The past six months have seen one of the most volatile periods for raw material markets in the last 20 years, with prices across the board substantially up since the autumn. There are several factors that have impacted the high prices we have seen; Brexit, COVID-19, strikes in South American ports, droughts, and floods, but fundamentally it comes down to supply and demand.
Demand from the Chinese has ramped up considerably over the past six months as they restock their pig herds following two years of reduced stock numbers because of an Avian Swine Flu epidemic. This had kept their demand for world feed commodities in check, as they ran down their commodity stocks during this period, they are now replenishing said stocks and their demand continues unabated no matter what the raw material price. Added to this world stock levels for soya, maize and wheat are at very low levels for some of the reasons mentioned before. Take soya as an example, the US carryout crop is forecast at 3MMT, usually, this figure is closer to 15MMT. It is a similar story for the other key products of maize and wheat after Northern Europe and US suffered from low yields due to poor plantings and harvest during 2020.
The factors mentioned have caused some huge increases in the raw material markets and pushed many to record highs over the past few months. Spot soya hitting £490 delivered to farm, wheat and maize both at £240PMT delivered.
There are some positives to consider;
- A signed-off Brexit trade agreement is now in the rearview mirror and we have more certainty as to our trading relationship with the EU than we have had in the past five years.
- The UK vaccination rollout is going well and can give the nation some optimism that the months ahead will be better than those behind us. Hopefully, some of the business sectors that have suffered through lockdown over the last 12 months will start to reopen which could result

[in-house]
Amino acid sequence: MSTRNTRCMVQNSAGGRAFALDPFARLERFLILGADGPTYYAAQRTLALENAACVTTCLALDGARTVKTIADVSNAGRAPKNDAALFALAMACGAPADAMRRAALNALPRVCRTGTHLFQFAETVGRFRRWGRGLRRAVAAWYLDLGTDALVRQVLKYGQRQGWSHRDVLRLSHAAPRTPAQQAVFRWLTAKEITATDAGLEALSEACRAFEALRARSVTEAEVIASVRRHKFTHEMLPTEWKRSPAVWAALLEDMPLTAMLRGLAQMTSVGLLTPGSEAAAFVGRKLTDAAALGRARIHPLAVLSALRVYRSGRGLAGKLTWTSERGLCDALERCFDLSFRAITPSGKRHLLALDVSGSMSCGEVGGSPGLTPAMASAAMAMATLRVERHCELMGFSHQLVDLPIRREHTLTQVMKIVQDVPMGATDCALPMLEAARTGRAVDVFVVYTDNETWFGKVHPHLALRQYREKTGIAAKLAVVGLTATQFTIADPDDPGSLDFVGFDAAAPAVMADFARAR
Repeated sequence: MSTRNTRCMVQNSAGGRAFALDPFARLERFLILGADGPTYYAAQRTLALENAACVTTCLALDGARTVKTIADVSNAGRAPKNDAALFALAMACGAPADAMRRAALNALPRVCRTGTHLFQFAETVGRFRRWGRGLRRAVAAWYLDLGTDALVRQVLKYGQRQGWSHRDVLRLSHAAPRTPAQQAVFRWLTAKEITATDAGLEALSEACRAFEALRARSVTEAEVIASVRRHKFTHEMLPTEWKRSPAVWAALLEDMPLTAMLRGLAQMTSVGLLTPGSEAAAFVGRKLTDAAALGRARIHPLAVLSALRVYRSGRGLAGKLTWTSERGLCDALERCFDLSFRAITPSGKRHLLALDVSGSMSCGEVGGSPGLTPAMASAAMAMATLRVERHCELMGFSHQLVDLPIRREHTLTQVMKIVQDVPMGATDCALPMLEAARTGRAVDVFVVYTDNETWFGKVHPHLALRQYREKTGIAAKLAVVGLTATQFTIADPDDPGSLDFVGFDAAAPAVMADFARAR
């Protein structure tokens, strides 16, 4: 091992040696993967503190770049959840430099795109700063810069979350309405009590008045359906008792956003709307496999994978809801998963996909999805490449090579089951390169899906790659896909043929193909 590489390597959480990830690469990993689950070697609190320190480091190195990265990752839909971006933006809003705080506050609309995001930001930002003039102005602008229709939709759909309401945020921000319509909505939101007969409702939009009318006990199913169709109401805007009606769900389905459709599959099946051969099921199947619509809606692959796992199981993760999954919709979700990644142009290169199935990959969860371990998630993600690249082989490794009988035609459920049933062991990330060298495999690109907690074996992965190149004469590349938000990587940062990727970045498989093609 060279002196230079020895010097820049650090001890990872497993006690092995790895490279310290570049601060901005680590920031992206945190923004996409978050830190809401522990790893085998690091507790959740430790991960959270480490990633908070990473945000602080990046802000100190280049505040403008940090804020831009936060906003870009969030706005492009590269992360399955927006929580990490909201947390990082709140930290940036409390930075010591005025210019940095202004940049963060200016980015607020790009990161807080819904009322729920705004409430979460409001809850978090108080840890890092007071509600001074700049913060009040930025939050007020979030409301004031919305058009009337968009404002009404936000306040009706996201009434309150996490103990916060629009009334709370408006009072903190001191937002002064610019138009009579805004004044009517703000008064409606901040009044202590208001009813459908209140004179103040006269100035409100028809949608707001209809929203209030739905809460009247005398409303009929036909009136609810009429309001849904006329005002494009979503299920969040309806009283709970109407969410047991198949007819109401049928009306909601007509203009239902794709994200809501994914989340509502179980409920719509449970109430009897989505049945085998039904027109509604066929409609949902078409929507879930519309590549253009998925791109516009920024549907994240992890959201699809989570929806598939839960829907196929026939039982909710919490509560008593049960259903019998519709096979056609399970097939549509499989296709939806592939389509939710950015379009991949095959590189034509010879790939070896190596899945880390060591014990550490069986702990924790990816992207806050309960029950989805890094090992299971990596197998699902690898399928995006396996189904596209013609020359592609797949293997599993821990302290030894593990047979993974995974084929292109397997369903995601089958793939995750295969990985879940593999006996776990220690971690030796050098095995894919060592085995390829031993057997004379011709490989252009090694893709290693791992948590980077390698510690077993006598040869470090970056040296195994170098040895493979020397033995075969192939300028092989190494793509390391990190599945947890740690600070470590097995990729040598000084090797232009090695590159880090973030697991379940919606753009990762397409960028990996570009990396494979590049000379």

in increased demand and better prices for agricultural produce.
- Raw material prices for May/Oct are lower than the high spot prices we are currently experiencing.
So, in summary for those who contracted early last year, yes, they will see an increase in feed prices but not at the levels of today’s spot market. However, there are no guarantees that as we approach the summer period that the May/Oct offers will not have gone up in price. It would be advisable to look
early at contracting the summer period rather than waiting closer to the time. Most commodity stocks are low both domestically and worldwide, there are potential logistical issues that lie ahead in terms of supply from South America, Europe, and Russia for early May, and that is before any other unforeseen issues that may crop up.
If you are wary of contracting the summer in full at these levels then consider the option of spreading your risk and possibly covering 30%, 50% or 70% of your usual feed requirement.